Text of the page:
Permanent Cosmetics Safety Information

BUYER BEWARE – Permanent Cosmetics Safety Information

Permanent Cosmetics Safety Information – Choosing a Professional

As with any important purchase decision in life we all want to make sure that we do our homework first. We want to make sure that the product and service we are buying is the best we can get. The same goes when it comes to Permanent Cosmetics. All reputable Certified Permanent Cosmetic Professionals will not hesitate to answer your questions, show their work, or display their credentials. Here are several tips that will help you make the most informed decision when choosing your Certified Permanent Cosmetic Professional.


Is the Business Legitimate?:
Opening and operating any small business requires hard work and commitment. It means the owner has made a significant financial investment for expenses such as rent, utilities, permits, payroll, insurances, and taxes. Some people make money “on the side” by doing Permanent Makeup from home or in a back room of a salon. They charge less because they can afford to—by operating without the same overhead expenses. They ask for cash and do not accept credit cards or personal checks (usually to avoid paying income taxes). If a client has a problem or wants to file a complaint, those “technicians” usually disappear. So it is important to select a Certified Permanent Cosmetic Professional who is law abiding, dedicated to customer service, and committed to being in business long-term. Consider the win-win situation of paying a little more to support a Certified Permanent Cosmetic Professional who owns an established, legitimate business—if it survives and grows, it will still be there in the future when you need another appointment.


Inspect the Facility:
Before your procedure is scheduled, visit the business and evaluate its cleanliness and environment. Is it quiet and relaxing, or noisy with loud music, conversation, or the sound of hair dryers? There should be a room used specifically for Permanent Makeup procedures, ask to see it. Is the room separate and sanitary? Can you smell chemicals from hair sprays or acrylic nails contaminating the air? Move on if you’re not allowed to inspect the room. If it’s occupied, schedule a time to see it later. If the location is a doctor’s office, do not assume the tattooist will do good-looking work. Most physicians advertising Permanent Makeup do not perform procedures themselves—they hire a nurse or technician to work for them, or they rent out a room. So you must screen a Permanent Makeup artist working in a doctor’s office as thoroughly as anyone else.


How Much Training Does the Artist Have?:
All Permanent Makeup schools are not alike—basic training varies from a DVD course to a few days, several weeks or several months. Tuition ranges from $99 for a DVD to a few hundred dollars to several thousand dollars. Students—and later their clients—get what they pay for. So ask for details about the artist’s training and look at certificates. Guidelines by the AAM and SPCP recommend that a fundamental course of instruction be 100 hours minimum. Ask to see the artist’s basic training certificate to check for hours. Also ask to see certificates for advanced courses and training in Blood-Bourne Pathogen Control that follows CDC-OSHA guidelines.


Ask About the Equipment Used:
Do not rely fully on an artist’s reassurance about using sterile needles. Even when single-use sterile needles are used, diseases can be transferred between people through body fluid and air-borne particle contamination of the machine—this is called “cross-contamination.” With most tattoo devices, many steps are needed to clean and disinfect the motor mechanism and hand piece. The parts must be autoclaved to be sterilized or disposed of and replaced completely. If the artist skips a step or performs one incorrect, cross-contamination can occur. And some machines should never be used because they allow cross-contamination even when properly cleaned. The only devices that prevent that from happening are the disposable Nouveau Contour System, I-Star System, or manual hand tools. With other types of equipment, there is no way to guarantee safety unless it has been inspected and approved by the health department.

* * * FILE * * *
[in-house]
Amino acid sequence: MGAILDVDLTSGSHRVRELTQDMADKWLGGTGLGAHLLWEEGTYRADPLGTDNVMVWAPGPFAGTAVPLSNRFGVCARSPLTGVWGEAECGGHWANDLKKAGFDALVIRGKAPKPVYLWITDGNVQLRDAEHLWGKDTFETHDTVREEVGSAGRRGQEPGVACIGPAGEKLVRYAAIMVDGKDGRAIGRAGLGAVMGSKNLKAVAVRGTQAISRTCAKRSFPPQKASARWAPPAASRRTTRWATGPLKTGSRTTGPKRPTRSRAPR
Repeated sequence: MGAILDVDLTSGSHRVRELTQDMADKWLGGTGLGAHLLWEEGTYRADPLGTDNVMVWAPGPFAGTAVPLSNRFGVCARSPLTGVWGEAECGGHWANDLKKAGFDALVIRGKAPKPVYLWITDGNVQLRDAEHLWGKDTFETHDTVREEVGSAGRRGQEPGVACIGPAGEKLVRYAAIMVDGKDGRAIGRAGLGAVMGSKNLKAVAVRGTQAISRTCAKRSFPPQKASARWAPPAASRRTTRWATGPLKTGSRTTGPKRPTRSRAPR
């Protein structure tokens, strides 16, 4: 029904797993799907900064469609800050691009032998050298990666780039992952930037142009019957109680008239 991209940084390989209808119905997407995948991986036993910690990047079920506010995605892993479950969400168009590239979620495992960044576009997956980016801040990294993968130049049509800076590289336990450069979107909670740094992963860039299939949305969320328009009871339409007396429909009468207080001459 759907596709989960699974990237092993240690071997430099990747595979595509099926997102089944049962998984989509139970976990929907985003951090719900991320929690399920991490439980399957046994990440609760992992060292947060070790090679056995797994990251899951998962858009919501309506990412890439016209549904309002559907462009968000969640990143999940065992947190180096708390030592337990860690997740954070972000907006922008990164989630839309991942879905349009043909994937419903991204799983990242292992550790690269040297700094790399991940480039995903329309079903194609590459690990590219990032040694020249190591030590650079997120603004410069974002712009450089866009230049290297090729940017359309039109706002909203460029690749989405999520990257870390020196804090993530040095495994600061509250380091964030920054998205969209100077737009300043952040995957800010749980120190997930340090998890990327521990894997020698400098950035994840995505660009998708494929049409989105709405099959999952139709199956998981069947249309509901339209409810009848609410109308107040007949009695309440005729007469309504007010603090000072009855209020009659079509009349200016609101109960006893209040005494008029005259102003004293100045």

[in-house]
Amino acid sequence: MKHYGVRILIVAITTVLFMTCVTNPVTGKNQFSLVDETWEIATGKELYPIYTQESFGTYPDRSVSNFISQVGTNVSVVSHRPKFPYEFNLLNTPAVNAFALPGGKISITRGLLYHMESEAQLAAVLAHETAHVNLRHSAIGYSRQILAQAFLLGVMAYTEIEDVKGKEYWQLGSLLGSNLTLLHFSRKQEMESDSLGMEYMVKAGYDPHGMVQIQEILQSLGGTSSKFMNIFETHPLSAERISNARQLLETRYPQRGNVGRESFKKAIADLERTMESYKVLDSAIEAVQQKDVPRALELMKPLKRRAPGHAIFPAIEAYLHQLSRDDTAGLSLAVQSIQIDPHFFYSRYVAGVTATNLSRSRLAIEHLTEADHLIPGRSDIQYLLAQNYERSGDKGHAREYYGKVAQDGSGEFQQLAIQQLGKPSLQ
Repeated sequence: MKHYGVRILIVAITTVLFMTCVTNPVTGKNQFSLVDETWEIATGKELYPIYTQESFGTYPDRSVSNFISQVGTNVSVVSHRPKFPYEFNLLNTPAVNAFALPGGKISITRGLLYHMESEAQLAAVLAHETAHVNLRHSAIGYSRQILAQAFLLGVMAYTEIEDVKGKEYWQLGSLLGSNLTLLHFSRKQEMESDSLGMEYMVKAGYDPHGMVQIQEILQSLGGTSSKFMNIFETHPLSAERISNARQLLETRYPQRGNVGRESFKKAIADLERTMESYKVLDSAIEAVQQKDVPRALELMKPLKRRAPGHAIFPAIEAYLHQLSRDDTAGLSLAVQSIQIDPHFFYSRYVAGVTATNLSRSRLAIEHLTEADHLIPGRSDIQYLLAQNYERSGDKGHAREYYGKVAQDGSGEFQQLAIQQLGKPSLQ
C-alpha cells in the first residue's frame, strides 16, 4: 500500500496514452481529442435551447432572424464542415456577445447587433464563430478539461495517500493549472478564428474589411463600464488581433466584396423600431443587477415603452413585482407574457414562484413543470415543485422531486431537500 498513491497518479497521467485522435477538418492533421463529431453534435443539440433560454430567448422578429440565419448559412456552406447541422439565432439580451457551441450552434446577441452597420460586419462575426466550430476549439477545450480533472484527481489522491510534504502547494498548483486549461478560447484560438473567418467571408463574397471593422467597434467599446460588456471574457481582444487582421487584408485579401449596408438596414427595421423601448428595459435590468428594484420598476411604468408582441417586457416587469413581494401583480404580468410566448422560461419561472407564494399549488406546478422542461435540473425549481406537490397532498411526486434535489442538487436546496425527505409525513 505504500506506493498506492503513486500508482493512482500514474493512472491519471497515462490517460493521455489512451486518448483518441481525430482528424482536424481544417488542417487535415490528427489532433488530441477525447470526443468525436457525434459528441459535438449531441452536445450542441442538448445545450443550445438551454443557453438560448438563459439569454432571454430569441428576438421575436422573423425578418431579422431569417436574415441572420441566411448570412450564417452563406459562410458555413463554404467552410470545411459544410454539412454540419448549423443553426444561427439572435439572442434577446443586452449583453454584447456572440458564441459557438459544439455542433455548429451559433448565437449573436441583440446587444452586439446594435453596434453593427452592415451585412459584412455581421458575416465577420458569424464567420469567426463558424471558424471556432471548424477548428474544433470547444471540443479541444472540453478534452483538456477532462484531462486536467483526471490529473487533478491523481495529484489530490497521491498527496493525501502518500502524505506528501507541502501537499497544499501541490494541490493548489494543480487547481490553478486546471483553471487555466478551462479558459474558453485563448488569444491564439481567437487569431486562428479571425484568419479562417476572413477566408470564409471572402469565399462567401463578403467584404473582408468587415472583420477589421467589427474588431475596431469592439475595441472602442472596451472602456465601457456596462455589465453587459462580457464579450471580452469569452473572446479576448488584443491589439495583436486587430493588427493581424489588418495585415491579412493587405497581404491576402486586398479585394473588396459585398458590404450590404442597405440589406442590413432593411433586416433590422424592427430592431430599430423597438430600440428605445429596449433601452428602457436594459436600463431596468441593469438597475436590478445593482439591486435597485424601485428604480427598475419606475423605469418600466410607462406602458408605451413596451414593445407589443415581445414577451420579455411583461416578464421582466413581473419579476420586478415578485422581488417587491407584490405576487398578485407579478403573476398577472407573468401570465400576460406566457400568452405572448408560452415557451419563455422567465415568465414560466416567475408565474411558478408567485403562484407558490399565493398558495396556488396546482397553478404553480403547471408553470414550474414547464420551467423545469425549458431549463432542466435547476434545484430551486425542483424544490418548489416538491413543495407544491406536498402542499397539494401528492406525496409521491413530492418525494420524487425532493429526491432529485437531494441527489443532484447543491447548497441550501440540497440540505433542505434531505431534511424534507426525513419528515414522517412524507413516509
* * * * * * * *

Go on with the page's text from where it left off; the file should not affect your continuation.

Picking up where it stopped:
Ask for References and Referrals:
Any reputable Permanent Makeup artist should willingly provide references of satisfied clients. If he/she cannot or will not provide any, you should go elsewhere. Referrals are also important—ask your friends, family members, or co-workers if they have had Permanent Makeup applied by someone they would recommend. But don’t rely solely on referrals—follow the guidelines on this page to choose the best technician for you.


Consider Price LAST:
Even in today’s economy, you should never make a decision about a cosmetic procedure based on price alone. With few laws regulating Permanent Makeup, as a consumer you are at risk. A low price can mean an artist is a beginner and needs experience, or is not busy and needs money, or is cutting corners to save time or supply costs. An experienced and skilled Permanent Makeup artist who practices safely, correctly, and ethically will not have the lowest prices—because she cannot remain in business otherwise. So follow the tips above and ask many questions. Remember “you get what you pay for” and a cheap price can cost you more in the end—ugly makeup, pain, or a disease. Permanent Makeup is an investment in your face and body. It can last a lifetime, so it is worth paying a little more to protect your looks and your health.


Above all, protect yourself and your health. Don’t rush into making a quick decision. Remember, you pay for what you get, and you certainly don’t want to be “paying for it later” when you don’t get the results you want or if you have other problems.

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